“Five hundred dollars,” I replied to him, somewhat experimentally, wondering how consciously he was aware that he was being used.

He leaned forward without a word, drew out his checkbook and wrote me his check. He did not even want a promissory note. At the door he said, “It’s funny, Bill, but now that I’ve done that, I feel strangely relieved.” He closed the door and went out to the elevators. I glanced at his check. It was made out for $750.

I HAD received then, an apparently bona fide message, requesting my return to Manhattan. The day and hour had been accurate although instead of entering

my office at 3:30 my man had been in it all the time!

I felt that I had to keep my part of the pact, and immediately arranged my affairs to go back to New York and halt a suicide. I took the Sante Fe east, the following afternoon.

IT WAS now the first of December.

Reaching Grand Central station after an uneventful five-day journey across America, I went through the concourse and secured a room at the Commodore Hotel. At once I phoned the women friend with whom I had done my first automatic writing, telling her of strange developments on the Coast and asking that she come over and have lunch with.

I recall that I had enjoyed a bath while awaiting the luncheon hour, and was crossing my room in a state of undress, when I suddenly stopped short in the middle of the floor.

I was being addressed by someone invisible!

It was not exactly a voice that persons present might have heard. It had a queer muffled quality, as though it were being spoken inside my head. “Put a s\pencil in your left hand,” it ordered, “and sit sown at a table with paper before you and the tip of the pencil on the paper.”

Why I Believe the Dead Are Alive

THIS WAS not only weird, it was something of a bother. I had a luncheon engagement to keep. I was som ewhat distressed by the prophesied nature of my trip to New York—that I was wanted in Manhattan to restrain a close friend from committing suicide. Nevertheless, still in dishabille, I did as I was asked. I got out a pencil and poised it on a sheet of hotel stationery. The pencil commenced to write, practically of its own volition, from right to left, and kept on until the script had filled the sheet. I had to hold it up to a mirror subsequently, in order to read it.

Now I am not left-handed and have never written left-handed. Moreover, all my writing in conjunction with the two women friends previously reported had been done in the usual manner from left to right. I had never seen this new process performed before, and had not believed that it could be done until I actually held the pencil in my own hand doing it.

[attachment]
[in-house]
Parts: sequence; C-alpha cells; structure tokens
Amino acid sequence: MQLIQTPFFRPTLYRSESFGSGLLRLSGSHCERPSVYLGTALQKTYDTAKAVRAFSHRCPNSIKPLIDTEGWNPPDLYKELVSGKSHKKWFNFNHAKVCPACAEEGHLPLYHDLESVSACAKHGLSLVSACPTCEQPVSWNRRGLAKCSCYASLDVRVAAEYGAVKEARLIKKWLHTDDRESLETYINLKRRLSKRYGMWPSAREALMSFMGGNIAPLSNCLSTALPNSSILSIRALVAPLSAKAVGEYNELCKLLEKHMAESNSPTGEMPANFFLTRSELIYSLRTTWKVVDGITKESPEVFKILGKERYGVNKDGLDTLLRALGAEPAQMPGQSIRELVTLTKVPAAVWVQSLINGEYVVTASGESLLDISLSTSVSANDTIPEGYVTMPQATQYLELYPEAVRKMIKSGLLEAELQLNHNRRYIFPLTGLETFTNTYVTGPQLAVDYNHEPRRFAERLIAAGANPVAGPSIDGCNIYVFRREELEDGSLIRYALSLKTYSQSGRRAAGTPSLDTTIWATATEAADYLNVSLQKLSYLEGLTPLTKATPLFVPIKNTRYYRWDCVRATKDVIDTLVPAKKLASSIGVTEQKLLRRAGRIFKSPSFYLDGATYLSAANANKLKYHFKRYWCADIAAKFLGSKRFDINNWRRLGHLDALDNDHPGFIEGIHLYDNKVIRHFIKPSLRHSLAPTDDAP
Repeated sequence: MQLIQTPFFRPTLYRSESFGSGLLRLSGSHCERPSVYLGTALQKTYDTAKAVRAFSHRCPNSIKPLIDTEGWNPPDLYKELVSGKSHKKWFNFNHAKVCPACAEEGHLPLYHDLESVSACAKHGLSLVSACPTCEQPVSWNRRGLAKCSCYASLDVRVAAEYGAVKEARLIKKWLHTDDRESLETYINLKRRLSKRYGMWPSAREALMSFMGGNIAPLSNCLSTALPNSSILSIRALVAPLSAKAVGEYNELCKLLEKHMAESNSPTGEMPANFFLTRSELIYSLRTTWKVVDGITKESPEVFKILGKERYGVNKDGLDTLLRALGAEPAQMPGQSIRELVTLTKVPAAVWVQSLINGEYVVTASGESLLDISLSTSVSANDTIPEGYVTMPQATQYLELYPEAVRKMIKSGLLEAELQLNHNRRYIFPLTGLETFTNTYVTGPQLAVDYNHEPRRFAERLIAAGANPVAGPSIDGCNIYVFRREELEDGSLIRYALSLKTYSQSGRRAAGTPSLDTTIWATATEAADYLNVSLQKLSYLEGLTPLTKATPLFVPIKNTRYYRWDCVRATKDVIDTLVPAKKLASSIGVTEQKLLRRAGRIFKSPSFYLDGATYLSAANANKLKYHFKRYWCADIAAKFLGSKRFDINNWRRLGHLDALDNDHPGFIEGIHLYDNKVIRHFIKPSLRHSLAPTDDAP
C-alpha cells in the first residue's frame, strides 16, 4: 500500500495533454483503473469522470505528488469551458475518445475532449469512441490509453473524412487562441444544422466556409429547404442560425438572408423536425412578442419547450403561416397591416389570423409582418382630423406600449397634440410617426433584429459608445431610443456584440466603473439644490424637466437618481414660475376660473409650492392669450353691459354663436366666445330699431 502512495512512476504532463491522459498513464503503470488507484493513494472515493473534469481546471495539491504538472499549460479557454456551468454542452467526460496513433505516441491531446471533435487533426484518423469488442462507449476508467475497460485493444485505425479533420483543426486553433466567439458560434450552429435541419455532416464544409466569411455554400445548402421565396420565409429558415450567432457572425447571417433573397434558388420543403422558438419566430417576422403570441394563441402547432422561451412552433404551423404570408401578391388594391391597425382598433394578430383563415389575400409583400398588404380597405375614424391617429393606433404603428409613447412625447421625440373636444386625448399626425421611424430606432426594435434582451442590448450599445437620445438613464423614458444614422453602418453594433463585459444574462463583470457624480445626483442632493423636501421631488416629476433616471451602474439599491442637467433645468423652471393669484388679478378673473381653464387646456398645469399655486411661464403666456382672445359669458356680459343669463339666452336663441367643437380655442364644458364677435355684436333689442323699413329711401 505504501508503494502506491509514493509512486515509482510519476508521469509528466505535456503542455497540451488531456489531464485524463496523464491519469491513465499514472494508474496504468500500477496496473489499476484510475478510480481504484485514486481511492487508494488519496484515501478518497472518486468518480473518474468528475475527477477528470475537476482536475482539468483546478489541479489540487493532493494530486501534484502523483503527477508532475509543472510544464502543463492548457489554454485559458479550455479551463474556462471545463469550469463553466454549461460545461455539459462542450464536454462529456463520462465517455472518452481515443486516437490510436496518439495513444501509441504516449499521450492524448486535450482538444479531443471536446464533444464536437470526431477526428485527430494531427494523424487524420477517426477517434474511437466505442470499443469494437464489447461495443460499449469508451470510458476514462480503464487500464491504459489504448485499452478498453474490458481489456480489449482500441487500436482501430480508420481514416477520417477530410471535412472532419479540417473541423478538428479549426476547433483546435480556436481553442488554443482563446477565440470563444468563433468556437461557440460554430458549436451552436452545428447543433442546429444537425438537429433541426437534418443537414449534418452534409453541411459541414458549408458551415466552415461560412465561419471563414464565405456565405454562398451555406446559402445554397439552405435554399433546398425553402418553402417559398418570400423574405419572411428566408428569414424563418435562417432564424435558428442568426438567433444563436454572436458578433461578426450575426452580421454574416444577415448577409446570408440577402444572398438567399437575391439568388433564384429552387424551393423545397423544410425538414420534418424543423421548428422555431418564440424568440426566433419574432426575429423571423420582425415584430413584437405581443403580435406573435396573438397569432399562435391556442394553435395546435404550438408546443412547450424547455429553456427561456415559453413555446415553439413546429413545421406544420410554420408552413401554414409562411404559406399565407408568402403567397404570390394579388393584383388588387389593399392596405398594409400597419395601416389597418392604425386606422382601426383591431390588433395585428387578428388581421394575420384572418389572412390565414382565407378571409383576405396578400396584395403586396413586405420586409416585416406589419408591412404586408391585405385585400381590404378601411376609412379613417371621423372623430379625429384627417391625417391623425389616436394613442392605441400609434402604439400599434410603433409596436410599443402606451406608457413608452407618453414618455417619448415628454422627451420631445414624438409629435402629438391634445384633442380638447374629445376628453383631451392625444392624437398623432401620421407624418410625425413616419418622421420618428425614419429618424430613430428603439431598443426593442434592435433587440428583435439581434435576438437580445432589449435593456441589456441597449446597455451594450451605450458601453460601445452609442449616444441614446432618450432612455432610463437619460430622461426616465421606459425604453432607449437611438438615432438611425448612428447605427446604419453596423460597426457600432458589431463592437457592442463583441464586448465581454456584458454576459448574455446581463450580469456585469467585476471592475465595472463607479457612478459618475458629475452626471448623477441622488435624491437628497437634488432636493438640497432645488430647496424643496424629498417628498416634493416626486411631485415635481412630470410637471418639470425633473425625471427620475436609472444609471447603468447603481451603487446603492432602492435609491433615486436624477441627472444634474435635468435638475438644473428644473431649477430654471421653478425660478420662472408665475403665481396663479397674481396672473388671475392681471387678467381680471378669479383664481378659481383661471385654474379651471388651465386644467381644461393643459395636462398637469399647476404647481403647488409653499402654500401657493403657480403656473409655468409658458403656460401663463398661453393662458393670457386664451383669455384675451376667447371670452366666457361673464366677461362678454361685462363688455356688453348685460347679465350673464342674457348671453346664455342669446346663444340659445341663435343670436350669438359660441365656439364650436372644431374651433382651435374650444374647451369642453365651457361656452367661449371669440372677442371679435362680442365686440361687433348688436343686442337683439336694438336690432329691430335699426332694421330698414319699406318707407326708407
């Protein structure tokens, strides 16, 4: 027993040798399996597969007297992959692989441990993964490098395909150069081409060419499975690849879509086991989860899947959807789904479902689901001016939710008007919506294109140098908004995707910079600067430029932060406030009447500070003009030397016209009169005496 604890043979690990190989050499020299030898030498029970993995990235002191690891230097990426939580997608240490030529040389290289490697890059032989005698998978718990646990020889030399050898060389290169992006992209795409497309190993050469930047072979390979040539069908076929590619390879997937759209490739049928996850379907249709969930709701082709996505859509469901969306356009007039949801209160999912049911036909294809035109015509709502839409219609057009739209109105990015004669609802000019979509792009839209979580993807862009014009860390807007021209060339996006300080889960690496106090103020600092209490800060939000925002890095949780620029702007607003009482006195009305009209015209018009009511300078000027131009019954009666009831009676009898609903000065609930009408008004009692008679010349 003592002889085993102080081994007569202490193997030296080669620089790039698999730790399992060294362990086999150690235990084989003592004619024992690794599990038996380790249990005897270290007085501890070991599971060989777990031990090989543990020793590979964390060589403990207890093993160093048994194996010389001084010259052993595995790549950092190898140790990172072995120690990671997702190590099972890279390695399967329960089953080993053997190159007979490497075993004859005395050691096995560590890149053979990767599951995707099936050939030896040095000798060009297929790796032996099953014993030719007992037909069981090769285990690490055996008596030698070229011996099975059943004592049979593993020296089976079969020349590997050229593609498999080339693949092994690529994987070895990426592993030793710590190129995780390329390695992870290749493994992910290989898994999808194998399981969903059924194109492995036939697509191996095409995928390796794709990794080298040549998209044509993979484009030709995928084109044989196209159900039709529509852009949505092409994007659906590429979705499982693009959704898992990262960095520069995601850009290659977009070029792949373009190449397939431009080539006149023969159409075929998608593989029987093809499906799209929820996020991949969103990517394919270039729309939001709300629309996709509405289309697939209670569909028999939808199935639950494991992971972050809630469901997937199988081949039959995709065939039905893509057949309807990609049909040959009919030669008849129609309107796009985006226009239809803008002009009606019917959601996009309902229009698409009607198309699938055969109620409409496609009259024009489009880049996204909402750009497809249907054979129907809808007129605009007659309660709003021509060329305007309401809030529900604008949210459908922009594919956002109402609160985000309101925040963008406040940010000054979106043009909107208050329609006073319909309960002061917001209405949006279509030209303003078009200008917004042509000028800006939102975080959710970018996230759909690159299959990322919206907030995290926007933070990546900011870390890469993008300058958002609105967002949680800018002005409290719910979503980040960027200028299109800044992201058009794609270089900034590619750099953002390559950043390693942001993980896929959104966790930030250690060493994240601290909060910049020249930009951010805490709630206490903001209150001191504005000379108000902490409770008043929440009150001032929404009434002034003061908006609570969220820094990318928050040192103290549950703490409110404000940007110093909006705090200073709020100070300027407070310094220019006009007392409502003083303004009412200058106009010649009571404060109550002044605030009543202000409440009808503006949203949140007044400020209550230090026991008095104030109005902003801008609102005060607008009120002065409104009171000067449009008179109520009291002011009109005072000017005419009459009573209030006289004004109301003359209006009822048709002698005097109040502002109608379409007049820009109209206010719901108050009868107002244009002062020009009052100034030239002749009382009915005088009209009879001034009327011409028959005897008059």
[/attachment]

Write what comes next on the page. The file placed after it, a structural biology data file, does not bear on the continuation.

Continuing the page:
This is the substance of the strangely inverted script—

“You are to become a Mentor in a world of bleak science that is slowly undermining faith in things spiritual, and you will be the means of stopping much of the faithlessness of the present generation by your advice and teaching.”

Sensing that this was not all of the communication that was intended, I came back from the mirror where I had deciphered the above, took a clean sheet of paper and saw the following written—

“You are to help men and women get a clearer and closer understanding of their places in the divine scheme of things, and help them to an understanding of eternal truths. You are thus favored because you have opened your heart to beauty and to truth.”

Twelve o’clock came and I was still filling pages with the writing, which I continually had to carry across the room to the mirror in order to read. By the time I halted, I had barely time to dress myself for my luncheon. But I carried some of the sheets downstairs to show to my friend when she arrived. She took her small mirror from her purse, as we sat across from each other at the luncheon table, and used it to decipher the penmanship. “This is the clearest mirror writing I’ve ever seen!” she exclaimed. “I want you to loan it to me and let me take it down to the Society for Psychical Research as an exhibit.”

I DEMURRED at this. I didn’t want myself researched. But that night, alone in my room after the events of the afternoon I am presently to chronicle, I gave the whole evening over to the strange backhand script. And I began to learn matters about myself that by no stretch of the human imagination could ever be the vaporings of my own subconscious mind.